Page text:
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Protect yourself

Hot on the Web

This column originally ran in ComputorEdge on April 27, 2001
(Issue 1917, Virtual Fraud)

Online fraud is the hot topic in the national media these days – following previous media trends toward going whole-hog nuts over online porn and e-mail spam.

Pack journalism may not be a pretty sight, but it does tend to focus attention on an issue.

In response to petty crooks and con men following the rest of us online, there are several good programs for protecting yourself while shopping (or selling!) online.

BBB Online

A service of the Better Business Bureau, BBB Online offers a couple of programs for businesses to open themselves up to the type of scrutiny and accountability that local Better Business Bureaus have long provided in the bricks-and-mortar world.

Businesses that are members of their local BBB affiliate for one year (in good standing, with no unresolved customer complaints) are eligible to apply for the BBB Online program.

The BBB Online program now offers two different endorsements – the Reliability Seal and the Privacy Seal. By looking for sites displaying these seals, you can help protect yourself – you'll know that the business has a good track record and that it has a customer dispute program in place.

A guarantee of safety? No, of course not. And undoubtedly some web sites are falsely displaying these seals – online fraud isn't going to respect the BBB any more than it respects you. But by cross-checking a site with a BBB seal against the BBB's own list, you can find out if a business is truly part of the program before shopping there.

In addition, the BBB Online site (URL above) has a very useful consumer guide with step-by-step guidance on how to protect yourself from online fraud. They also have a search engine to find a business that's part of their Reliability Seal program – and although it's a bit hard to find off their menu system, the URL is easy:

CPA WebTrust

CPA WebTrust is another cooperative rating program in which businesses submit their sites for independent verification of their trustworthiness. Like the BBB, the owner of WebTrust is a nonprofit business organization – the American Institute of Certified Public Accountants, in this case.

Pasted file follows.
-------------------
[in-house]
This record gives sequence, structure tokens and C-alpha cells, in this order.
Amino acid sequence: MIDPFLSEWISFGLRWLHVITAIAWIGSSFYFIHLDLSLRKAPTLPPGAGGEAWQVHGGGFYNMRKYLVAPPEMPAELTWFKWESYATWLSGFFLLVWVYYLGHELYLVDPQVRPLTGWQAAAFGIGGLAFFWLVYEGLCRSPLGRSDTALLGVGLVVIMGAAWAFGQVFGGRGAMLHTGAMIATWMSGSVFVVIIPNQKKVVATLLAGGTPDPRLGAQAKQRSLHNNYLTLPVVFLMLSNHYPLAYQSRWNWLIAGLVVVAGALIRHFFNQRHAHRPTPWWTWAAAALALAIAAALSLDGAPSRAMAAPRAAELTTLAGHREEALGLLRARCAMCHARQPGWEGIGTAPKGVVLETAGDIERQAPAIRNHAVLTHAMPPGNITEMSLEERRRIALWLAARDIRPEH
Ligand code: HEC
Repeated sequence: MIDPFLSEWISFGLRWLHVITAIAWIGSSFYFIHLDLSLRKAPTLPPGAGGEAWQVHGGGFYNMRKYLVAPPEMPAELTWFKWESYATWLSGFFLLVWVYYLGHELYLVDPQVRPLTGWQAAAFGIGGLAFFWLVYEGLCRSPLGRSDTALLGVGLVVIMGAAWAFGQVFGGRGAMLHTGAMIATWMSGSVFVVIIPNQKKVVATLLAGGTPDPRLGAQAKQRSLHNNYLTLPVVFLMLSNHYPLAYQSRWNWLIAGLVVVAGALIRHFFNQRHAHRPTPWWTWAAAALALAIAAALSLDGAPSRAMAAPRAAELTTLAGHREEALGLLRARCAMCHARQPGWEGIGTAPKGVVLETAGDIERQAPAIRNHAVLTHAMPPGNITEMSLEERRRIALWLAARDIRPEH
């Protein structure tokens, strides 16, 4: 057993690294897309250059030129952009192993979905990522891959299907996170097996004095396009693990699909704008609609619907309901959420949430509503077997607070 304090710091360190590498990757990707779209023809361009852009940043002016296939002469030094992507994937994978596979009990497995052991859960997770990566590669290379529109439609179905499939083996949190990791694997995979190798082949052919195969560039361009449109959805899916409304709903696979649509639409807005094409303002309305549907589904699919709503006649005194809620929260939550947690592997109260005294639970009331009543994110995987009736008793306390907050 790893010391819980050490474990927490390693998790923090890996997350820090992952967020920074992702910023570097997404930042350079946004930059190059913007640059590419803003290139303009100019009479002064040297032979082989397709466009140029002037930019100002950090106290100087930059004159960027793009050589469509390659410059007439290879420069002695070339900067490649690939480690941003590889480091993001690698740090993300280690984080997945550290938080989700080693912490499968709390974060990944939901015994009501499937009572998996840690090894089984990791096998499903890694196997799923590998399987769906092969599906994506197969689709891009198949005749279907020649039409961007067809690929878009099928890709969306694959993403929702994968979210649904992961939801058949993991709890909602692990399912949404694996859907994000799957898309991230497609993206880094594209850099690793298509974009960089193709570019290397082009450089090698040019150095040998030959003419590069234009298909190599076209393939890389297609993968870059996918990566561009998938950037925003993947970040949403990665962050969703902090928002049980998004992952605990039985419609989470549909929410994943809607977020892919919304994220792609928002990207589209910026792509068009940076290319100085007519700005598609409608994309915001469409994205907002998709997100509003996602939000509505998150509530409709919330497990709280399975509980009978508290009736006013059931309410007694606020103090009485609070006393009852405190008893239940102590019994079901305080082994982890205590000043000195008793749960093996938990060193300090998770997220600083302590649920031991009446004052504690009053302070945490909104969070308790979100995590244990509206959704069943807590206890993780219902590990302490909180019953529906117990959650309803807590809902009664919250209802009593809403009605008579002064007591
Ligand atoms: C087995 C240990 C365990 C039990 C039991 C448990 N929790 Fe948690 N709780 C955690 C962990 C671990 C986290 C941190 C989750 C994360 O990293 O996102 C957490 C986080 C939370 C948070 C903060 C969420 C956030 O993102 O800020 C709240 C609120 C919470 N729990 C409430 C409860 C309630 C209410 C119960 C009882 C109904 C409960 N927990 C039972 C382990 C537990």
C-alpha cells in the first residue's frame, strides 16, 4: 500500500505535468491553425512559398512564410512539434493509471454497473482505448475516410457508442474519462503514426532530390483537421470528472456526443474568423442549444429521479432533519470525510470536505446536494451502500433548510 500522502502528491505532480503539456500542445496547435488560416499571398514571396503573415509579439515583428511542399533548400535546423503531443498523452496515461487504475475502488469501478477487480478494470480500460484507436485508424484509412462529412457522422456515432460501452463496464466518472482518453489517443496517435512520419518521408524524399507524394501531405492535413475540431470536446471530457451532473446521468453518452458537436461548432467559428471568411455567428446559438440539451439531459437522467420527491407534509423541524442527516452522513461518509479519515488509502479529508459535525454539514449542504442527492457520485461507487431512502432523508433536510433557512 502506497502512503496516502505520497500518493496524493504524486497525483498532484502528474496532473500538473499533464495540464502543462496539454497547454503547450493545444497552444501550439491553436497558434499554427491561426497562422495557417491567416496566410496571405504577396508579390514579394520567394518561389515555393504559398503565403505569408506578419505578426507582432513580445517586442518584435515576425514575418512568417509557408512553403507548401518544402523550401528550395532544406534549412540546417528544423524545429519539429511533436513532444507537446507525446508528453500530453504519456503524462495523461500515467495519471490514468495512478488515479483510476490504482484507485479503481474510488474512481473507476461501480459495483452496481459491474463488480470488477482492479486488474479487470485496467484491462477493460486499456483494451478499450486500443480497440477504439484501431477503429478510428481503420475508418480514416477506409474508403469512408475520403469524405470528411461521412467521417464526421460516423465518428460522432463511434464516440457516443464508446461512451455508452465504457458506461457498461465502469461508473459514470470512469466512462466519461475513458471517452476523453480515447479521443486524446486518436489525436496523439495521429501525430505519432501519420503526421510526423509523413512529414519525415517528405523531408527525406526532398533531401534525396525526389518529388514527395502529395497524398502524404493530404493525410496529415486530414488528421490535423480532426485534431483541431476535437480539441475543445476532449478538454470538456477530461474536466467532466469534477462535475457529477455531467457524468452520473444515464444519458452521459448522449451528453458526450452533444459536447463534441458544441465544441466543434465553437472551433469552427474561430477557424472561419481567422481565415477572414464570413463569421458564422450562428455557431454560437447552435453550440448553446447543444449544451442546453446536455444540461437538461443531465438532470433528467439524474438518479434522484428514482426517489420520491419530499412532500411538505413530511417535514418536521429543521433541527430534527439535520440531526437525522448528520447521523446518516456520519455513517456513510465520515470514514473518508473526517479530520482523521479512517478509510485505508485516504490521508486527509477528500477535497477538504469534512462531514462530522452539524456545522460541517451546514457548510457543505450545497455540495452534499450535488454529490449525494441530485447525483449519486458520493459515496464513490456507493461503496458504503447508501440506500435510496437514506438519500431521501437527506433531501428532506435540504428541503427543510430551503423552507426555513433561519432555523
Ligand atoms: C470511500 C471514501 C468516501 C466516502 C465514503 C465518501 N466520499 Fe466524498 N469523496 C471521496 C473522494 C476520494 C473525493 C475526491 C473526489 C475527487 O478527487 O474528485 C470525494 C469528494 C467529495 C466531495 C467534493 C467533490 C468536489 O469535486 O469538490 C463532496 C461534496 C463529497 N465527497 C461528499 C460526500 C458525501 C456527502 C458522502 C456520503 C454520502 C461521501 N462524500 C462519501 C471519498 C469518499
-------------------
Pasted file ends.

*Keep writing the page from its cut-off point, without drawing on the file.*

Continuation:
Getting a WebTrust seal to display on your site is more involved than a BBB seal – and may provide a bit more reassurance to consumers.

Any businesses wanting to display a WebTrust seal must first be certified by a licensed public accountancy (not cheap!), disclose their business practices, and then submit to an (expensive) audit.

There is also a set of links to those outfits that have earned a WebTrust certificate – a small list, and mostly business-to-business specialists, not general retailers.

PriceWaterhouseCoopers BetterWeb Program

Probably the strictest set of standards – and thus, theoretically, the most reliable seal to consumers – is held by PriceWaterhouseCooper's BetterWeb Program.

PriceWaterhouseCoopers is one of those massive financial services conglomerates spanning the globe. Based out of London, they're to corporate financial services what GM is to cars.

At $15,000 a pop to have a web site audited for possible granting of a BetterWeb Seal – well, let's just say not too many con artists are going to first fork over that kind of money and then have one of the globe's best team of accountants start looking over their books.

As with the BBB and WebTrust programs, the BetterWeb Program has a list of businesses that have qualified for its seal all hotlinked for your shopping pleasure – and unlike the WebTrust program, there are quite a few consumer businesses, although tending more toward professional services (insurance, real estate, travel) than online malls.